The Book of Birmingham: A City in Short Fiction
Editor: Kavita Bhanot
Featuring women of color authors: Jendella Benson, Kit de Waal, and Sharon Duggal
Publisher: Comma Press
Genre: Short stories, Fiction
Page length: 192 (paperback)
Review by Jenn Augustine
“And yet, between my departure and my return the city had erected and destroyed several other iterations of itself. Builders had shifted their hands to tearing down that which they had not long ago completed. Birmingham is a true city of the future: endlessly becoming, never arriving.” – C.D. Rose, Necessary Bandages
In The Book of Birmingham, writer Kavita Bhanot expertly compiles a selection of thoughtful and compelling short stories about Birmingham, a major city in England’s West Midlands region. Each story is written by an author who has either lived or currently lives in Birmingham, which allows for an authentic, and accurate representation of the city. Three of the ten stories featured in the collection are written by women of color: Jendella Benson, Kit de Waal, and Sharon Duggal.
Each story in The City of Birmingham provides its own rich, textured, and complex history of the city post-WWII to the present
The collection broadly explores the themes of race and immigration, and class and industrial decline. When read together, the stories play off of one another, to tell a recent history of the UK’s second most populated city. Each story, ultimately, illustrates the changing face of Birmingham over time.
Immigration and Race
The collection begins with Kit de Waal’s Exterior Paint, which focuses on Alfonse Maynard, a Black immigrant from St. Kitt’s, as he reflects on his relationship with his late wife, a white woman, as he readies their house for sale. Central to Exterior Paint and other stories in the collection, such as Sharon Duggal’s Seep, are the disadvantageous and hostile experiences newly arrived immigrants face when interacting with their new surroundings – then, a predominantly white Birmingham.
Despite being called to the UK to help physically rebuild the country after World War II, immigrants were met with discriminatory housing policies and hostile social environments. They were forced to live in certain sections of the city; their new homes were cramped with upwards of five people living together in a room; they faced discriminatory labor and employment practices, working excruciatingly long hours in physically dangerous jobs for low pay; in addition, they faced discriminatory social policies such as segregated pubs.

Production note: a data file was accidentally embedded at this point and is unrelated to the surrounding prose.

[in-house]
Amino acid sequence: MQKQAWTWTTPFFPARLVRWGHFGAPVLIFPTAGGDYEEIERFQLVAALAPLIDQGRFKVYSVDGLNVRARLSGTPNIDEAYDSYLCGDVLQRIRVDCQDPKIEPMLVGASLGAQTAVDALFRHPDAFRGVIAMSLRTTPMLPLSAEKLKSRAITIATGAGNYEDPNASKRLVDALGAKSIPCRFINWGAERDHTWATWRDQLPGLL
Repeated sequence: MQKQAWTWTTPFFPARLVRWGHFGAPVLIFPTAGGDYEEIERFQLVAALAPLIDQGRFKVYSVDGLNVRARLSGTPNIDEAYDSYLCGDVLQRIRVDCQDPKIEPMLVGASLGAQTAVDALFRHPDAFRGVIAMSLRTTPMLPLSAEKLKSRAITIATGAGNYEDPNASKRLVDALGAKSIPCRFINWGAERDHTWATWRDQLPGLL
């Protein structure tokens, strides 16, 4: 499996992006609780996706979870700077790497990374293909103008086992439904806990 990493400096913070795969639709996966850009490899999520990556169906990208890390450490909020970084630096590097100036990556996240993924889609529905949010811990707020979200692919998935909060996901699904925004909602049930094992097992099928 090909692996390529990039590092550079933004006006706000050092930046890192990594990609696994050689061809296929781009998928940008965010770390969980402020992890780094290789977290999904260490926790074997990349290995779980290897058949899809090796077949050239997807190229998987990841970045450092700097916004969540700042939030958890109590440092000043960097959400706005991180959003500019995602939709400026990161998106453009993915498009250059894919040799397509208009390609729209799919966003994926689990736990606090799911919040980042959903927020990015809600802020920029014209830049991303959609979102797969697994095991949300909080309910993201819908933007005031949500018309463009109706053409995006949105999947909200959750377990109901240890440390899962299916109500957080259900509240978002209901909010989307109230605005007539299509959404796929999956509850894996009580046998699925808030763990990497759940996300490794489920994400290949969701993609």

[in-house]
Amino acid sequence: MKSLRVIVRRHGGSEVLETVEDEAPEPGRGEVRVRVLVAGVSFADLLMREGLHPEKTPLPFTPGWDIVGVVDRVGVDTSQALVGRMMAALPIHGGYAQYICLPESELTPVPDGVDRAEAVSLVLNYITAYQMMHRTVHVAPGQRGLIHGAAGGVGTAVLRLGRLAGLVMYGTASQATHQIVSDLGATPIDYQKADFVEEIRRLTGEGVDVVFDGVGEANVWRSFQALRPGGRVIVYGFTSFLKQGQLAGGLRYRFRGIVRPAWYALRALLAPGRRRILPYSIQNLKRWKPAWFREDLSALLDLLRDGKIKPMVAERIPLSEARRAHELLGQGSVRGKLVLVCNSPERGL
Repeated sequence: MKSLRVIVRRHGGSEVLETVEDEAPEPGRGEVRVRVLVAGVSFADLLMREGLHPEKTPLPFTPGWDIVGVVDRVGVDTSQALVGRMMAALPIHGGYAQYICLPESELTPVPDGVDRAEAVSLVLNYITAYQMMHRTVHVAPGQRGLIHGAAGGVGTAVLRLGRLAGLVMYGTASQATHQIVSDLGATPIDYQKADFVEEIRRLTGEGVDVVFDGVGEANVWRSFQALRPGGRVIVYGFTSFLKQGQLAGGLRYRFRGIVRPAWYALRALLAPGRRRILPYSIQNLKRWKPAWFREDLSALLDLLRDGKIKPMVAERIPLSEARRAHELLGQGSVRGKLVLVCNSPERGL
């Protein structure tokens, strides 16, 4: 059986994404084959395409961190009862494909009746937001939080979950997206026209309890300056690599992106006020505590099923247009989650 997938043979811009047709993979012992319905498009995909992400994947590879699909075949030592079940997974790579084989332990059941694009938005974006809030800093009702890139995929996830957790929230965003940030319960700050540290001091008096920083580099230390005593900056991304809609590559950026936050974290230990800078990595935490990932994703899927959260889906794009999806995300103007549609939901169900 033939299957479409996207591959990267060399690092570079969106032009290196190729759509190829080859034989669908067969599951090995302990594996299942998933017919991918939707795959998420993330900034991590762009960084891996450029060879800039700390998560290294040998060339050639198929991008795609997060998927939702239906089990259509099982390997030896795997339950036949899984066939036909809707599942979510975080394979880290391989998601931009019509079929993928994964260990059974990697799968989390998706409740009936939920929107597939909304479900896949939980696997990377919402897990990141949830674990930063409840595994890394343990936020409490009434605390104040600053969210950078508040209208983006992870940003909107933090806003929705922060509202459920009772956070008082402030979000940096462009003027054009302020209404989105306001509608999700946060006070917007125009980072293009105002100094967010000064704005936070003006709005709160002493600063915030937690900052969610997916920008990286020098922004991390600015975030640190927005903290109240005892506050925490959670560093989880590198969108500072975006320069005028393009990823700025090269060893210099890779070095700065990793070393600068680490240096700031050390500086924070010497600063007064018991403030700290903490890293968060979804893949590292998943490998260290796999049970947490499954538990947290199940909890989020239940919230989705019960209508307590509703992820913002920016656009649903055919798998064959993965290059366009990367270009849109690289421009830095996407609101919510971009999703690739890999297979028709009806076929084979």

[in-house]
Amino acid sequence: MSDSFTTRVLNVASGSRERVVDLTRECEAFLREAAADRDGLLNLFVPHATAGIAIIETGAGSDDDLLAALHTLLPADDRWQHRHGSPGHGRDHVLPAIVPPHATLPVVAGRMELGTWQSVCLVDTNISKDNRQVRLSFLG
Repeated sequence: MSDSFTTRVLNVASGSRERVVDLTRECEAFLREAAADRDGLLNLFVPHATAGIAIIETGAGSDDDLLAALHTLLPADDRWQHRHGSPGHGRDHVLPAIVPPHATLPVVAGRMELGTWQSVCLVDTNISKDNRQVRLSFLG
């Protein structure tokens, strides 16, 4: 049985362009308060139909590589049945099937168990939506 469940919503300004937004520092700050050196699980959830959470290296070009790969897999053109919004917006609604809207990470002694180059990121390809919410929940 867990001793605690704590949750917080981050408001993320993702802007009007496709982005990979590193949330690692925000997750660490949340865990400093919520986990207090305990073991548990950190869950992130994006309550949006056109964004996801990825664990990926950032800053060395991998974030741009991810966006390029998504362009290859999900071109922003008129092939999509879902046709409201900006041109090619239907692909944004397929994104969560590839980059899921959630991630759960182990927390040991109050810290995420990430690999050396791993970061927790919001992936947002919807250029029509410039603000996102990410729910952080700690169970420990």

Thoughtfully assembled, each story is well positioned, leading into the next, advancing the reader forward in time and allowing them to gain a deeper insight into the diversity of lives that have been lived in Birmingham.
The stories: Exterior Paint, Seep, Amir Aziz by Bobby Nayyar, and 1985 by Balvinder Banga, speak to immigrant responses to this mistreatment in their new surroundings. While some immigrants such as Bina’s mother and father in Seep, as well as the narrator and title character in Amir Aziz, try their best to avoid confrontation, others, such Suresh, a border at Bina’s parents’ home, express their anger at their abuse. This frustration ultimately culminated in uprisings and protests, showcased in 1985, which recounts the violence during, and in the aftermath, of what are referred to as the Handsworth Riots.
Class, the British Industrial Decline, and Development
The arrival of immigrants from former British colonies, who were primarily regulated to factory work, coincided with the British industrial decline. In Taking Doreen Out of The Sky by Alan Beard, the reader follows the narrator, Mark, the day he discovers the factory where he works is closing down, putting himself and the community he has created for himself out of work. The industrial decline paired with the belief that this influx of Black and Brown people were taking white working class jobs, lead to a growth in white supremacist groups, as seen in Joel Lane’s, Blind Circles.
The arrival of immigrants from former British colonies, who were primarily regulated to factory work, coincided with the British industrial decline.
From there, the stories in the collection focus on a different demographic, not of individuals who have lived in Birmingham for generations and have stayed, or immigrants who have come from former British colonies to a new home, but young people who have lived in Birmingham, left, and returned. As Bhanot states in her introduction, 40% of the residents of Birmingham are under the age of twenty-five. It is to attract these young, moneyed people that Birmingham continuously develops and redevelops “hoping,” Bhanot asserts, that the development “will finally enable Birmingham to live up to its ‘second city status”.
Each story in The City of Birmingham provides its own rich, textured, and complex history of the city post-WWII to the present. Thoughtfully assembled, each story is well positioned, leading into the next, advancing the reader forward in time and allowing them to gain a deeper insight into the diversity of lives that have been lived in Birmingham. The collection, additionally, enables the reader, even one who may be completely unfamiliar with the city (such as me, an American), to truly envision the changing face of Birmingham.